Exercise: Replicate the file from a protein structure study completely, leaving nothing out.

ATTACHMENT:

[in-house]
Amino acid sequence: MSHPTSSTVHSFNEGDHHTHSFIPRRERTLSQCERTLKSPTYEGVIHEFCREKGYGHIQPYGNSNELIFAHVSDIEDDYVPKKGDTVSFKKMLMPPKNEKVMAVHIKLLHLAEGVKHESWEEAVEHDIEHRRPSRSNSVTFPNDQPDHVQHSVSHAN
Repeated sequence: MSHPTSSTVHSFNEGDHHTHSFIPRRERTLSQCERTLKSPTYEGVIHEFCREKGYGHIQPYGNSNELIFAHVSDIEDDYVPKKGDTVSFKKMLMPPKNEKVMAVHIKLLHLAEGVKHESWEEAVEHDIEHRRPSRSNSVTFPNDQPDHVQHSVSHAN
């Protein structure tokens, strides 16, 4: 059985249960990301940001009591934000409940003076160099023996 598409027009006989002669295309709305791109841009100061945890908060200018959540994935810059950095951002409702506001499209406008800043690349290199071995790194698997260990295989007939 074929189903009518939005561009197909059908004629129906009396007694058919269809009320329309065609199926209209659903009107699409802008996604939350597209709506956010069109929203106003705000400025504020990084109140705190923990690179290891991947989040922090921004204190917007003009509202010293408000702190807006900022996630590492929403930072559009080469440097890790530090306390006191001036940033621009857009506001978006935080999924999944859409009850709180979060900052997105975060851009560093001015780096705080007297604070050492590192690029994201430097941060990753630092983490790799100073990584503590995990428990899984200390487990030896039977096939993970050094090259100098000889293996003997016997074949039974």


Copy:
[in-house]
Amino acid sequence: MSHPTSSTVHSFNEGDHHTHSFIPRRERTLSQCERTLKSPTYEGVIHEFCREKGYGHIQPYGNSNELIFAHVSDIEDDYVPKKGDTVSFKKMLMPPKNEKVMAVHIKLLHLAEGVKHESWEEAVEHDIEHRRPSRSNSVTFPNDQPDHVQHSVSHAN
Repeated sequence: MSHPTSSTVHSFNEGDHHTHSFIPRRERTLSQCERTLKSPTYEGVIHEFCREKGYGHIQPYGNSNELIFAHVSDIEDDYVPKKGDTVSFKKMLMPPKNEKVMAVHIKLLHLAEGVKHESWEEAVEHDIEHRRPSRSNSVTFPNDQPDHVQHSVSHAN
């Protein structure tokens, strides 16, 4: 059985249960990301940001009591934000409940003076160099023996 598409027009006989002669295309709305791109841009100061945890908060200018959540994935810059950095951002409702506001499209406008800043690349290199071995790194698997260990295989007939 074929189903009518939005561009197909059908004629129906009396007694058919269809009320329309065609199926209209659903009107699409802008996604939350597209709506956010069109929203106003705000400025504020990084109140705190923990690179290891991947989040922090921004204190917007003009509202010293408000702190807006900022996630590492929403930072559009080469440097890790530090306390006191001036940033621009857009506001978006935080999924999944859409009850709180979060900052997105975060851009560093001015780096705080007297604070050492590192690029994201430097941060990753630092983490790799100073990584503590995990428990899984200390487990030896039977096939993970050094090259100098000889293996003997016997074949039974």